India Art Fair hosts huge crowd on final day

A visitor walks past a creation by Tapas Sarkar.


Neha Kirpal's great gamble seems to have paid off-- at least for now--as the art crowd turned out in huge numbers for the last day of the India Art Fair. The gallerists, undaunted by five straight days of exhibiting, went on a charm offensive to make last minute sales. While these transactions were carried on in discreet corners of the stalls, and were mainly done by seasoned collectors, the general public ambled through the large tent, often making it difficult for gallerists to control their movement through their stalls. Kirpal however is elated with the numbers, calling it a 'tremendous quality step up' from the last Fair. "There's a larger crowd that have been cultivated through the three years of showing previously, and are now genuinely interested in buying. So there's been an increase in direct sales as well," she added.

The Trend Setter

The cosmopolitan aspirations of the Fair are abundantly clear as foreign and Indian buyers and exhibitors have mingled to forge new alliances for the global art market. "In the absence of an institutionalised, concentrated effort by the government, the Fair, by default, is where the art community can really network," said Geetha Mehra of Delhi's Sakshi Gallery. Some broad figures from under Kirpal's careful watch were that almost 80 per cent of the galleries sold more than one artwork, going up to as much as 14 works being sold by a single gallery. The stalls did an average business of between Rs.55,000 and 60 lakh per piece, with the higher end of that spectrum settling at Rs.3 crore. While the Ravinder Reddy woman sculptures and the Indian modern masters were quick to go, it was photography, videos and installations by emerging artists that did exceptionally well this year, even amongst the traditional collector base.

The Art Fair also emerged as a pivotal meeting point for international buyers to meet each other, exchange notes and buy work from each other. "We have foreign galleries commissioning Indian artists and vice-versa. The fair has become truly international in nature, " claimed Kirpal, adding that it wasn't just Christie's and Sotheby's that showed interest, but also collectors from New York, Australia, Indonesia, Sao Paolo, Isreal and China. The surprise factor, it seems, has been that even insular Chinese collectors have taken initial steps towards patronising Indian art. There was also a spurt in tier-two collectors from smaller cities like Ahemdabad, Jalandhar and Jaipur, and corporate commissions by multi-nationals, who've recently begun to build collections.

International Report Card

The perfect picture, of happy selling, buying and free exchange between the cultures may not however be a complete one. India's old worries, of too much red-tape, bureaucratic influence and appallingly high taxes continue to mar the profits of the international gallerists. "While the overall response to the fair has been positive, I hope the next time, the organisers can help with the administrative difficulties," said Jose Fermin Serrano of La Aurora Gallery, whose stall had a rare collection of Picasso drawing tucked away in the back. Ursula Krinzinger, director of the Austrian Galerie Krinzinger, complained about the lack of awareness that still plagues the Indian art market. "What I'd like to see more of is international artists being sold here but Indian collectors only pick up work they recognise. They aren't willing to experiment just yet," said Krinzinger, adding that in their second year at the Fair, they're still to make a substantial earning from their sales. "But we're hoping for a sustained post-Fair response," she signed off.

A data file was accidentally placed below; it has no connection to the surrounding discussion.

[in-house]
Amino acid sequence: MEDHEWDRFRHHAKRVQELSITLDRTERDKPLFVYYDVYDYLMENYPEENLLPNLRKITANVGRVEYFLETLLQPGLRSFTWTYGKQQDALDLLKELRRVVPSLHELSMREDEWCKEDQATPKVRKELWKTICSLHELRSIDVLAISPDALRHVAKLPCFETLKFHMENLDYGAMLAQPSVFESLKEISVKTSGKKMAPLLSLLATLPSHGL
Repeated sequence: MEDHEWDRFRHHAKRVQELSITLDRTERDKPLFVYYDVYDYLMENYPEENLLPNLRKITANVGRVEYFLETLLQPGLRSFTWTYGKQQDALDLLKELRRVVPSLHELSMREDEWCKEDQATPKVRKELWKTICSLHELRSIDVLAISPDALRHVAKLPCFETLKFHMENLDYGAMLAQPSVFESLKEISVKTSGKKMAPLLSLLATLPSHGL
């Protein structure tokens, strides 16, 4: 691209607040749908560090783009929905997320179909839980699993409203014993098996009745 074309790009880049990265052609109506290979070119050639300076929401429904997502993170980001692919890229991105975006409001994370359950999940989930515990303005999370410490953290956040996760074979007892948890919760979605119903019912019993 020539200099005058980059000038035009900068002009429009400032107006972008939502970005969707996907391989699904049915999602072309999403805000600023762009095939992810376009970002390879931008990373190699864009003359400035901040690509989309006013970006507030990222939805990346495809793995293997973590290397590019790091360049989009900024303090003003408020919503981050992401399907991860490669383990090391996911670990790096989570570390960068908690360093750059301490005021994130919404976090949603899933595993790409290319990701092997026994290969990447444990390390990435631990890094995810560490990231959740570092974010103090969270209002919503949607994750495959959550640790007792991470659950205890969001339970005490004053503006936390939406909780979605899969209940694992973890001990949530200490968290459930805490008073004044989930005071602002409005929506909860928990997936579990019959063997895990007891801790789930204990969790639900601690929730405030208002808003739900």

London's Lisson Gallery hit a sweet spot with performance artists Marina Abramovic's series, which was shown for the first time in India as one of the Fair's solo projects. "We are amazed by the response to her work," said Ellie Harrison-Read, a sales associate at the stall. "We didn't come in with the expectation of sales but we've done quick business on that front," she added. The advantage of displaying a solo artist rather than several together was felt across the board, as focused attention led to quicker sales decisions. Abramovic's work itself, a mixed media presentation of photographs and moving images was one of the most startlingly unique pieces at the Fair by an international artist.

Other however, had concerns about the direction in which the Fair is headed. "It's great that the Fair has made such a good footprint and there is a flood of people coming in. But that hardly impacts it as a business venture, which it primarily is. The organisers must make up their mind and maybe have only one day open to the general public," said Michele Bowman who had to shoo away eager crowds from a vivid sculpture of 'The Trojan Horse' at the Robert Bowman sculpture gallery, where works worth Rs. 7 crore are on display. Despite her exasperation, Bowman says that the Gallery is sure to return next year, since the growth potential of the Indian art market is too good an opportunity to lose out on. "It's a slow process of diffusion, and eastern collectors need to get out of their comfort zone of familiar artists. But we've come back to build a relationship, since many of our buyers in London are Indians," she said, while nervously watching the never-ending stream of children trying to pose with the classical Italian sculptures at the stall.

"Of course it's a slow process of gaining appreciation for an audience that's never seen this kind of work," claimed an indignant Mehra. "Where is the cultural mandate of the government? Where is the cultural agenda? To them probably, a Mayawati statue is the only real work of art they know."